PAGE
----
December 29, 2022
By Gary Dyck
Be gentle when you touch bread;
In bread – beauty of sun and soil;
Beauty of patient toil.
Winds and rains have caressed it.
Christ often blessed it.
Be gentle when you touch bread.
-unknown Mennonite writer
It is time for a new year and time for some fresh portzelky (Mennonite New Year’s Cookies)! Mennonites love their dough, so it is no wonder that near the Mennonite Heritage Village (MHV) there are wheat fields that our windmill can quickly grind into flour, which our Livery Barn Restaurant then bakes into delicious loaves of bread – always a hot seller on our festival days.
The tradition of Mennonite families cooking portzelky around the new year goes back to our days as a people in The Netherlands. This reminds me of the ‘telephone game’ where one person whispers to another person until it reaches the last person who then usually blurts out something completely different than what was originally said. Always a good laugh. However, I have proof that over these five centuries nothing is lost in the transmission of this delicious custom.
When my partner, Andrea, and I lived in Central Asia, we would visit our local Uzbek family every New Year’s Eve bearing a plate of portzelky for them. One year when we arrived, there was already a plate of this favourite treat on their guest table! How could this be? Andrea had never taught them how to make portzelky, yet here they were – exactly like ours. Earlier in the evening a new Dutch couple had dropped them off. Here we were, five centuries later, in the middle of Asia on New Year’s Eve and the only difference was that they still called them by the Dutch name of oliebollen, which literally means ‘oil cookie’. Tim Hortons sell them as ‘Dutchies’, but anyone who has tasted the original knows there is no substitute for the homemade version.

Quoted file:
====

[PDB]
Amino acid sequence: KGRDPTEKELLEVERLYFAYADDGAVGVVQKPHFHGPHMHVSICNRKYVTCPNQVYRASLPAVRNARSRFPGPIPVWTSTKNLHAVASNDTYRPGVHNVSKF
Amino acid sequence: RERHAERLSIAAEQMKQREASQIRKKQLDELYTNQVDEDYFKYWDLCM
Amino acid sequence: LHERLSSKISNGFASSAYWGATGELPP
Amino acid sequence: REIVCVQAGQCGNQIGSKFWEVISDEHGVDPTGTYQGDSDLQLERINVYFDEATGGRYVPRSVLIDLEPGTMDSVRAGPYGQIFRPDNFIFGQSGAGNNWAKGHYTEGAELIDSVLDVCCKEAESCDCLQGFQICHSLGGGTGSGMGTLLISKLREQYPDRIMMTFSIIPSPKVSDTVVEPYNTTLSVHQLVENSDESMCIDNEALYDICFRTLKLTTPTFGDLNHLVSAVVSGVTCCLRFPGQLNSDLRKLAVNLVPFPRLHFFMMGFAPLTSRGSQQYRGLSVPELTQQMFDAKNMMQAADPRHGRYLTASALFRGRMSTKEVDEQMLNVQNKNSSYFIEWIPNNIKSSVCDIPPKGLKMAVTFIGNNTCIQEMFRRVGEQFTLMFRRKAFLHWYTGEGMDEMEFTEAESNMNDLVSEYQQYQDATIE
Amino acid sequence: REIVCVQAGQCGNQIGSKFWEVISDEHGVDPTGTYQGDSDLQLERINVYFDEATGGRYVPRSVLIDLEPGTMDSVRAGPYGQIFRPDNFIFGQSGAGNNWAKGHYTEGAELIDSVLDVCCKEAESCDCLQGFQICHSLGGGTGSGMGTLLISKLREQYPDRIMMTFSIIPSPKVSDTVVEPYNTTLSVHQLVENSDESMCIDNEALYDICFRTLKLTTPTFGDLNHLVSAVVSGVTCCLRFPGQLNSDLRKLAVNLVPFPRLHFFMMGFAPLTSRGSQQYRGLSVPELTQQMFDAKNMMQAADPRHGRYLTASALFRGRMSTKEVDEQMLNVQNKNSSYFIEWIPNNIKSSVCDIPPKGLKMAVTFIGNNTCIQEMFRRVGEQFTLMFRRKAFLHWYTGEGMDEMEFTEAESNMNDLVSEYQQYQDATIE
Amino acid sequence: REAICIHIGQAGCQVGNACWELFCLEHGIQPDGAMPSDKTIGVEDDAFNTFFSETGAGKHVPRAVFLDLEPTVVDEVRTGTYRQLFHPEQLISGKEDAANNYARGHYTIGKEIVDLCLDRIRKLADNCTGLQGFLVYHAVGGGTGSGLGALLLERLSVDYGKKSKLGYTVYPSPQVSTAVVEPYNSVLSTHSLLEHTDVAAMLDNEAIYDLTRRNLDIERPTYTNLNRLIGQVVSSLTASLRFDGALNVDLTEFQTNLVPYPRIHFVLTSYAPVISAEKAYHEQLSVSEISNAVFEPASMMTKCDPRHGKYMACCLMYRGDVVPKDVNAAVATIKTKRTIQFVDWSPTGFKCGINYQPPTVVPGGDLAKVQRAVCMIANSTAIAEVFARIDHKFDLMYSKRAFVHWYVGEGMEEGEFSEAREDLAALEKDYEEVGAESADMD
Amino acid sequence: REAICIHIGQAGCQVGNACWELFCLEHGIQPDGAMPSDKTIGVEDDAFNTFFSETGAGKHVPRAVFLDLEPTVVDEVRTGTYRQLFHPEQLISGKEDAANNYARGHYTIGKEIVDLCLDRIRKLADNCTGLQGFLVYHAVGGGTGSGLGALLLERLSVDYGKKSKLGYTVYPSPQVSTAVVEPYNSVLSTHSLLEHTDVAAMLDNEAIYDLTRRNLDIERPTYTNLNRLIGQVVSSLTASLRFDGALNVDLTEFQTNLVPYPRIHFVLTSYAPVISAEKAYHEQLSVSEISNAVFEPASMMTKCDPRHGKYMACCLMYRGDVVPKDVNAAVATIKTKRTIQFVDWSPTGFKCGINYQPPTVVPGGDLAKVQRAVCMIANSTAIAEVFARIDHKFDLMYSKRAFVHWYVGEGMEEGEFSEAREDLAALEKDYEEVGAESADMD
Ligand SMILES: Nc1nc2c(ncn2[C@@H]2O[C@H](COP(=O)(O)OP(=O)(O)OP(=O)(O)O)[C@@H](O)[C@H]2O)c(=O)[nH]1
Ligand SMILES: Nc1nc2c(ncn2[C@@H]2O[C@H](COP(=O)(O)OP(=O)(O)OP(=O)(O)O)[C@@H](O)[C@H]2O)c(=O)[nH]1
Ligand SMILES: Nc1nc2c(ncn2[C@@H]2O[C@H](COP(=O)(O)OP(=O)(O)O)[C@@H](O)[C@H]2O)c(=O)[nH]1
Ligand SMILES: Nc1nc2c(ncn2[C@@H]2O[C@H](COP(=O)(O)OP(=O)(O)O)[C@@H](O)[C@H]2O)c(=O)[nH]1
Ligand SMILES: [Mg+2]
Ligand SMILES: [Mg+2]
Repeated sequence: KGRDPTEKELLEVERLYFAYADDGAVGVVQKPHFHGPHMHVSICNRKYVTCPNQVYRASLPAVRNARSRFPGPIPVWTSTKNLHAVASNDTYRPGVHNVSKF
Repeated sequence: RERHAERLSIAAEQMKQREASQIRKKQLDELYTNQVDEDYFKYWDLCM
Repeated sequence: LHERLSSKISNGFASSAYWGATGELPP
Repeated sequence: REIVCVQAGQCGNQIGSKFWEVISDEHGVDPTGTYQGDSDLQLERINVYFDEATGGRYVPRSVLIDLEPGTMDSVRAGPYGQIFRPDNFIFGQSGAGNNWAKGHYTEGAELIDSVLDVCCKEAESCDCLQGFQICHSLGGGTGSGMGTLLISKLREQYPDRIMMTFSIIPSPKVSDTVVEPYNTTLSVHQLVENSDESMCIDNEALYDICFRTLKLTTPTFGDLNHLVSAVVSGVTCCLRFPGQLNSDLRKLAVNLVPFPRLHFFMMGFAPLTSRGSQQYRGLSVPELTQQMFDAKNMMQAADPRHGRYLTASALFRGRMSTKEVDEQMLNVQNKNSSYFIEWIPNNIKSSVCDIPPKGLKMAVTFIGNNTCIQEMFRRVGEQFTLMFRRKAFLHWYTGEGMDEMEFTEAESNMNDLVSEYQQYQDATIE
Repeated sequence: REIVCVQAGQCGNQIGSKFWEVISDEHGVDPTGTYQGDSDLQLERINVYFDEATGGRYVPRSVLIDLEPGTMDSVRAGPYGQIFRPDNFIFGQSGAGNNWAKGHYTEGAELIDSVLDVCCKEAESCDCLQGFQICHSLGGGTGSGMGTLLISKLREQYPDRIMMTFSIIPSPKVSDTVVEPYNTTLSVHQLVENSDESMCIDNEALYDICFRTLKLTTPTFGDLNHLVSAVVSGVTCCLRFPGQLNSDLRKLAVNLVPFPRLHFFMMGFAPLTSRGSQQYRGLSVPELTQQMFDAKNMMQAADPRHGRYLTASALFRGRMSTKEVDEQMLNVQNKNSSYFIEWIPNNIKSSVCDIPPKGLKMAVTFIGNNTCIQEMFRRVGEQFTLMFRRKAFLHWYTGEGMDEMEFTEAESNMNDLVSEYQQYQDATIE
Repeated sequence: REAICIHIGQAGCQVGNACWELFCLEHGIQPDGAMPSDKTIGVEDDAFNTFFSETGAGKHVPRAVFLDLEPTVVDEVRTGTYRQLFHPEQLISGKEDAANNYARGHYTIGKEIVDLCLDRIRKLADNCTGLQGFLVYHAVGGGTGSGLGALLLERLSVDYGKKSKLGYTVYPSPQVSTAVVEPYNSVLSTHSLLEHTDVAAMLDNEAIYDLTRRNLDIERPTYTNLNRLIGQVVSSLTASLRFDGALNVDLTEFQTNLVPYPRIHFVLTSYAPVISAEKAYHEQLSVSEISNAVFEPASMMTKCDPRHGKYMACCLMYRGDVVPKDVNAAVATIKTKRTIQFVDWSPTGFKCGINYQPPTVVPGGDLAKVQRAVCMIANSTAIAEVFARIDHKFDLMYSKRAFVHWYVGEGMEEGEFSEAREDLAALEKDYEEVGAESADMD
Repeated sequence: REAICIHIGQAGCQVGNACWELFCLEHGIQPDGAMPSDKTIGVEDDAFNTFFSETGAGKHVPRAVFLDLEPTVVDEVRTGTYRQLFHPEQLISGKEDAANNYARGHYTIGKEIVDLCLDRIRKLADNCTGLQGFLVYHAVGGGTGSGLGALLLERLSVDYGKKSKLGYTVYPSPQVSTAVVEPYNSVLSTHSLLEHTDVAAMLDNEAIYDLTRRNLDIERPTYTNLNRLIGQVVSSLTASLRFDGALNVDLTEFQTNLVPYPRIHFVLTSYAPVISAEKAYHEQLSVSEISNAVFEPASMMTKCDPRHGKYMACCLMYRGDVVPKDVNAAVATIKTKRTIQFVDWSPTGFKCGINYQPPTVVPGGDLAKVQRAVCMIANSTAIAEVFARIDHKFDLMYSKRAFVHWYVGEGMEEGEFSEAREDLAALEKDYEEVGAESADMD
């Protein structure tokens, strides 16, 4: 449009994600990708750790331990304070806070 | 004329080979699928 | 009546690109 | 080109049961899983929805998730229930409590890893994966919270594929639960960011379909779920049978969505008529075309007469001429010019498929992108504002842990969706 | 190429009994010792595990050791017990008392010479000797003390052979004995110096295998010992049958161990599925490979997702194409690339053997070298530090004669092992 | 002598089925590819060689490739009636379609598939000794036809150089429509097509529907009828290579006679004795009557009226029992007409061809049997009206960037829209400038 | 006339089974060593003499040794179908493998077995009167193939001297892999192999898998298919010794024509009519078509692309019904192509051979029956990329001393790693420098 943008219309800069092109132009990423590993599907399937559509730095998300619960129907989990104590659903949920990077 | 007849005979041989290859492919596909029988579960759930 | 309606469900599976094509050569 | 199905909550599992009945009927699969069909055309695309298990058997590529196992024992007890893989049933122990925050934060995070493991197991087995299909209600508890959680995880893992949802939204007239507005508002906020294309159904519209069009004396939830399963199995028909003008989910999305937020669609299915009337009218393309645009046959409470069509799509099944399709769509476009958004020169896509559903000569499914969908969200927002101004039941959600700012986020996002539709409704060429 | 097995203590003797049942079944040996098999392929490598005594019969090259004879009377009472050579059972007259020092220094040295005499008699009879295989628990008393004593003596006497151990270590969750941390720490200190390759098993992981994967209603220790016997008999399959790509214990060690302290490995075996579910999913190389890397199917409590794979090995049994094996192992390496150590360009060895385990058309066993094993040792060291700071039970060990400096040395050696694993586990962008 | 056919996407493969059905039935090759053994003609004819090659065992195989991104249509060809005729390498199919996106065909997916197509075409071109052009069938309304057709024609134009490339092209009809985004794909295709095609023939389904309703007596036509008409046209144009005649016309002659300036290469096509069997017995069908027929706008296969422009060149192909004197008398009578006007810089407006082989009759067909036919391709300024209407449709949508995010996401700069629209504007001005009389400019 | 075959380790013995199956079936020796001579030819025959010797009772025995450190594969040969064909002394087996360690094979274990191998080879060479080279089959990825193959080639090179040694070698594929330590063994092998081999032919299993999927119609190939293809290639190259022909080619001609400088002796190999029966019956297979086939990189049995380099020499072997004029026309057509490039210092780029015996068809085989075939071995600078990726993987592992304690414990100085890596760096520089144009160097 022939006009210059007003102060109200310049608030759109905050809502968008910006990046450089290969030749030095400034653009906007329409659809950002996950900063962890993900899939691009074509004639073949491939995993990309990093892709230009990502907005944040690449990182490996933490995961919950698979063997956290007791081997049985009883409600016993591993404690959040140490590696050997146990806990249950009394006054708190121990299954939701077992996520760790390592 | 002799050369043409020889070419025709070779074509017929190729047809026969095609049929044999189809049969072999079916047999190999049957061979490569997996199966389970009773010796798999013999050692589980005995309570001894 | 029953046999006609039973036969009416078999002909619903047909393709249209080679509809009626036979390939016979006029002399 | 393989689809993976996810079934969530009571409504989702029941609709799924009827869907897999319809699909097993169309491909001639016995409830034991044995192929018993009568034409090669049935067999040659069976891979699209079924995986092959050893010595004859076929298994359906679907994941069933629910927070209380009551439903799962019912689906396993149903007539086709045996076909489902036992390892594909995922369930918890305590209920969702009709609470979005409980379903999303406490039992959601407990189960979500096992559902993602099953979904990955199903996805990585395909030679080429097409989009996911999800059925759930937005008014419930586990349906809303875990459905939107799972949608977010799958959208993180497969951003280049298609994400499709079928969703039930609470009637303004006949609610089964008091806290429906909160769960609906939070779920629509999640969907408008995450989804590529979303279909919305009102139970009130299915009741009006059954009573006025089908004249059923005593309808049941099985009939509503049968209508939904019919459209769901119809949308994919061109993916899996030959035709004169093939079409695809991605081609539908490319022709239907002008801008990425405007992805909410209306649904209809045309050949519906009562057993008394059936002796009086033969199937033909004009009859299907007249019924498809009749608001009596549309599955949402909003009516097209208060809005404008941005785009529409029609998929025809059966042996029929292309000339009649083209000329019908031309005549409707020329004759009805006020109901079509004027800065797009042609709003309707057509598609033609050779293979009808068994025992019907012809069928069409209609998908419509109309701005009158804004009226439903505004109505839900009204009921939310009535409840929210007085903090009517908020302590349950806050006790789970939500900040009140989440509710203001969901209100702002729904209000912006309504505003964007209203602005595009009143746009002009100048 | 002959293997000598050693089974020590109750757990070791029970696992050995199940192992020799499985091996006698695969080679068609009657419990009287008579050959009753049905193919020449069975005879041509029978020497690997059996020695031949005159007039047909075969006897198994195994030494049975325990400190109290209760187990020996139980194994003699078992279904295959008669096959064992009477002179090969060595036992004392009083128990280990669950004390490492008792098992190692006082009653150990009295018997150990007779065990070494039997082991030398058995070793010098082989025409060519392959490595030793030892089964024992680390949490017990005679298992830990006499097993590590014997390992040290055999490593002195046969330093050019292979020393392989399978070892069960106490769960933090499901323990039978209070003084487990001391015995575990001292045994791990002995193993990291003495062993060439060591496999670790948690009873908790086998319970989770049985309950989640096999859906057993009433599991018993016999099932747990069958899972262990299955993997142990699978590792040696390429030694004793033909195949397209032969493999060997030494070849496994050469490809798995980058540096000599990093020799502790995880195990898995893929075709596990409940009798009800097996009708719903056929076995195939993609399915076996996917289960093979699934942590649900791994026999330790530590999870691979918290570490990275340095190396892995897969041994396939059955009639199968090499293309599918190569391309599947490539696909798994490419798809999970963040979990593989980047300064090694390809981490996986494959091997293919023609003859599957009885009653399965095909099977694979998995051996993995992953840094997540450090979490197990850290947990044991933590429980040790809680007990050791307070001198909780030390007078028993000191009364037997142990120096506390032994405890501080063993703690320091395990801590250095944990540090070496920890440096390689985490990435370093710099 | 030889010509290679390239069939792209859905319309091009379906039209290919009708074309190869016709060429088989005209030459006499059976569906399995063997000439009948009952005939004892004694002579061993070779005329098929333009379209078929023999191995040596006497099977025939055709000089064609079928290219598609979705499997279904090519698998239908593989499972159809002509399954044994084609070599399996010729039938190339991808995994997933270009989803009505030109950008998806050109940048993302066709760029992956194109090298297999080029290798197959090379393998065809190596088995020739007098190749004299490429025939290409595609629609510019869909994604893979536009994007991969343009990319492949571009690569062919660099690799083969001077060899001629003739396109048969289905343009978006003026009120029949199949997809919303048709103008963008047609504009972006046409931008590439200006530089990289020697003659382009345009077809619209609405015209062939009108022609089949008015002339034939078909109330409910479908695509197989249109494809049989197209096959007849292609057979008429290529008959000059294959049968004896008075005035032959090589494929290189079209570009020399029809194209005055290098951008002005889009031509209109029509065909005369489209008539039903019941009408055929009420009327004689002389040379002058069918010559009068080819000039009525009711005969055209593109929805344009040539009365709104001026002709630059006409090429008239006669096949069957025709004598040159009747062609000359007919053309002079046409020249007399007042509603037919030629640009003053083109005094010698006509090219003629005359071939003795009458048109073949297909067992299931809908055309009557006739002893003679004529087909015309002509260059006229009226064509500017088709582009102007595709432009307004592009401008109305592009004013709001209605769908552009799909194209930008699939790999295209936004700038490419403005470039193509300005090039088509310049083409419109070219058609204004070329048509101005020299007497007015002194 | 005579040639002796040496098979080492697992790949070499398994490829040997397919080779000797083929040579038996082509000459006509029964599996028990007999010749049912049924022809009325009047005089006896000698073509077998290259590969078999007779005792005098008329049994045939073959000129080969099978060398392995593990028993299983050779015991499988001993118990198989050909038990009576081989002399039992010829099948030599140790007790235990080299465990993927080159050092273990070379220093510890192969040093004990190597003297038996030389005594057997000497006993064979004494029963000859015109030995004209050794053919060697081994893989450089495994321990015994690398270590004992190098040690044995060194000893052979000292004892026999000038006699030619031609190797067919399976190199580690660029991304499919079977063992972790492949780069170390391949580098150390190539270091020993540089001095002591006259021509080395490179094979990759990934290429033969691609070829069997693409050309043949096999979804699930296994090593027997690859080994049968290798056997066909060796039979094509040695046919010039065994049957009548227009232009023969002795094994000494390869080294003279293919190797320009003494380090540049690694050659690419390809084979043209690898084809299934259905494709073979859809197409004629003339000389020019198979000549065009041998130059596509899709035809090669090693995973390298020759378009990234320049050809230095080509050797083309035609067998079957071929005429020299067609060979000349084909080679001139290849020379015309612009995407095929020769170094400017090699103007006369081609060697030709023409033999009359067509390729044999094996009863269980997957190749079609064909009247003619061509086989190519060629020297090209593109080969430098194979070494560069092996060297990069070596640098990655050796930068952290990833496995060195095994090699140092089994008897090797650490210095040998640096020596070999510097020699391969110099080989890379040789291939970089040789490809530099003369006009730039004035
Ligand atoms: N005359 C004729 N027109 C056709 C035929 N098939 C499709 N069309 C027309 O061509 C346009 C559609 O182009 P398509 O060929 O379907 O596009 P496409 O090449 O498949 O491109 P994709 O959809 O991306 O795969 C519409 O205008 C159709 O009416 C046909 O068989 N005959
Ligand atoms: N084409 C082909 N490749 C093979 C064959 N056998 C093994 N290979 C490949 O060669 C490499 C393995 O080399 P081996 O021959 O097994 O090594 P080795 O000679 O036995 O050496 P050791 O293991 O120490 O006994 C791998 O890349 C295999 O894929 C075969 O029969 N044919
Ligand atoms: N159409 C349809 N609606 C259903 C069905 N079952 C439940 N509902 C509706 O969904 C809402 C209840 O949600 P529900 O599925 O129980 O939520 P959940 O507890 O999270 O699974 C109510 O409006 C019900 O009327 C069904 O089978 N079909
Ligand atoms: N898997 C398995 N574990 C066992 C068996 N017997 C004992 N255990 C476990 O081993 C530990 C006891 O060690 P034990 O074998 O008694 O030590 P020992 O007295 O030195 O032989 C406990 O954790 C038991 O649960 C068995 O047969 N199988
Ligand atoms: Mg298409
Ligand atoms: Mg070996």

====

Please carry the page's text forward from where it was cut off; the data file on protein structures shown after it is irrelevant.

Both sides of my family are thankful that Andrea can make them ‘as good as grandma’. A couple years ago as we all exclaimed how she had made them perfectly, both of our mothers declared this sacred family duty is now hers. When I looked up the recipe on MennoniteGirlsCanCook.ca I saw several comments like this:
“I DID IT! I am forty-something years old, and I have finally made portzelky! My mom has always made these for our family. In the last couple of years, Mom’s health is deteriorating. She did not make them this year, so it was time for me to give it a go.”
May our older mothers and grandmothers pass on these traditions to the next generations. Sometimes it takes a while to learn. Like the woman who excitedly exclaimed to her Mennonite friend that she had ‘never tasted portzelky with a filling in the centre’. The young baker was too embarrassed to tell her that she hadn’t cooked them long enough!
At MHV’s Village Books & Gifts, you can buy our MHV cookbook which provides some context to traditional Mennonite food, as well as the popular Mennonite Girls Can Cook, the Mennonite Treasury of Recipes, and the new Mennonite Men Can Cook Too. Happy New Year from MHV!
MHV will be closed from December 24 – January 9. Thank you for an incredible year!
MHV Village Books & Gifts shop and Galleries are currently closed and will reopen January 10, 2023.
Exhibit opening: “Resurfacing: Mennonite Floor Patterns,” January 18, 2023, 7 pm – Join artist Margruite Krahn for a presentation followed by a Q&A and exhibit opening. This is an exhibit produced with our partners, the Mennonite Historical Society of Canada and the Plett Foundation.